Myrmecos

The essence of leaf litter ants

A while back, Mike Kaspari asked me if I might be able to produce an image that really captures the essence of the leaf litter ant fauna*.  A conceptual shot that would be useful for presentations and the like.  It wasn’t immediately clear how to do this, as the leaf litter is a dark, dark place.  Most of the inhabitants are blind.  Not many photons there for a photographer to work with, and lighting it up with a flash sort of kills the native ambiance.

In any case, while in Florida I sat down with a charismatic Strumigenys trap-jaw ant and tried a few things.  I came up with this:

Strumigenys rogeri

Strumigenys rogeri, epitomizing the litter ants

Anyway.  What’s the deal with leaf litter ants?  Why the interest in these little things that most people will never see?

Leaf litter became a new frontier for myrmecologists in the 1980s.  New collecting technology had revealed an astounding unknown diversity of species living in the litter. What’s more, the sampling techniques were easy to standardize, so that collections from different regions and by different scientists could be compared in a quantifiable statistical framework.  The leaf litter fauna brought a lot of myrmecologists together.

I settled on a strategy of backlighting a decaying oak leaf for the image.  This technique emphasizes the darkness and complexity of the habitat but also silhouettes an ant foraging through it. I was lucky with this one- the ant was cooperative and it only took me a couple dozen exposures to get a usable photo.


*What are leaf litter ants?  They are the (usually) minute ants that live in the decaying debris and rotting wood layered on the forest floor. They aren’t a defined taxonomic group but an assortment of ants from different parts of the ant evolutionary tree that have become small, cryptic, and nearly blind as they adapted to live in dank, tight spaces.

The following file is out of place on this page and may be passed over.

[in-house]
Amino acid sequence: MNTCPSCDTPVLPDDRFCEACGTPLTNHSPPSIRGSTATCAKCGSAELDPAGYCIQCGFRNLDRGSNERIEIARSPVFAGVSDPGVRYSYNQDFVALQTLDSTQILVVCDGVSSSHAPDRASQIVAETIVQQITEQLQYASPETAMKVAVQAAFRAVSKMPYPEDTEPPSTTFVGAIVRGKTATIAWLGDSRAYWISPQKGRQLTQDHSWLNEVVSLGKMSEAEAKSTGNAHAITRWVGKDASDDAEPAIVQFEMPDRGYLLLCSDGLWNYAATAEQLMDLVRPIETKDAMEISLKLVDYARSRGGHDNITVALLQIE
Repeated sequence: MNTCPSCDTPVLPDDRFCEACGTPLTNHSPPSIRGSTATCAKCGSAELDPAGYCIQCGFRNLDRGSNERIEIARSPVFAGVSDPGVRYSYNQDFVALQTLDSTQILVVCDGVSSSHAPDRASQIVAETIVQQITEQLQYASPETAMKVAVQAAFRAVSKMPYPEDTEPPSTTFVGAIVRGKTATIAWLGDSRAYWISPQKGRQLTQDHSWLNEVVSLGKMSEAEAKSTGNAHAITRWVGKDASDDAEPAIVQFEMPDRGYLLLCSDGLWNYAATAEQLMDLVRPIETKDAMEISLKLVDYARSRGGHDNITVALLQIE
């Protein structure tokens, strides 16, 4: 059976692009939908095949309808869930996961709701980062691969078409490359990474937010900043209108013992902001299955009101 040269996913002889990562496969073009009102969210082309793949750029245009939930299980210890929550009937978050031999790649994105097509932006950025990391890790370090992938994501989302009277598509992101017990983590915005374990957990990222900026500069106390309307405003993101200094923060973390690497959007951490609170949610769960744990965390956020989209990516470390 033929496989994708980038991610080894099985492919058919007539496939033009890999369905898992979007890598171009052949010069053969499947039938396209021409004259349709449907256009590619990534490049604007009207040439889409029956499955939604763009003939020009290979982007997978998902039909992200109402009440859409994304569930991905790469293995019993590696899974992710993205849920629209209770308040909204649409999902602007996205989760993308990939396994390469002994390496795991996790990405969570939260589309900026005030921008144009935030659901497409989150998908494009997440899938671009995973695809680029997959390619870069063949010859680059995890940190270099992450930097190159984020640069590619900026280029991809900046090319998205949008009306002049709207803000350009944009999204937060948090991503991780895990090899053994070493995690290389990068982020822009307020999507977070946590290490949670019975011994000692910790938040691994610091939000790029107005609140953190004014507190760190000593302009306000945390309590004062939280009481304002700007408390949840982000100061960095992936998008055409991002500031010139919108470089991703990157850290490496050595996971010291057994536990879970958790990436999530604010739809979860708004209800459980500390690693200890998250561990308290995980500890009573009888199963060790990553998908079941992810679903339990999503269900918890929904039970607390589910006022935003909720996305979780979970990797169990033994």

They are the (usually) minute ants that live in the decaying debris and rotting wood layered on the forest floor. They aren’t a defined taxonomic group but an assortment of ants from different parts of the ant evolutionary tree that have become small, cryptic, and nearly blind as they adapted to live in dank, tight spaces.

Comments

  1. #1 Erik
    July 2, 2009

    Beautiful photo!

    Any comment on the BBC story about the world-spanning Argentinian ant colony? They even used one of your photos for the story! I’m interested in hearing your take on it because I’m sure there’s a healthy dose of unscientific sensationalism involved.

  2. #2 myrmician
    July 2, 2009

    Nice work, Alex – the backlighting worked a treat. The mosaic of lighter and darker patches fits the ‘mood’ of leaf litter well.

    Erik, I don’t know about the particulars, but it is true that the Argentine ants form supercolonies here. They are especially invasive in wetlands – the lake which I live across from is especially depauperate in terms of its ant fauna, probably mostly due to the Argentine ant. And, I wouldn’t be surprised if the whole lake and surrounding vegetation was occupied by a ‘super colony’.

  3. #3 ihateaphids
    July 2, 2009

    that’s a pretty rad photo

  4. #4 Michael
    July 3, 2009

    What a piece of art! Did you find any Stenamma in the leaf litter?

  5. #5 @ahmad
    July 3, 2009

    nice shot……..

  6. #6 Emily
    July 19, 2009

    *Gasp!*

    Eeeeee! I love this photo, it reduces me to adolescent squealing. Wicked.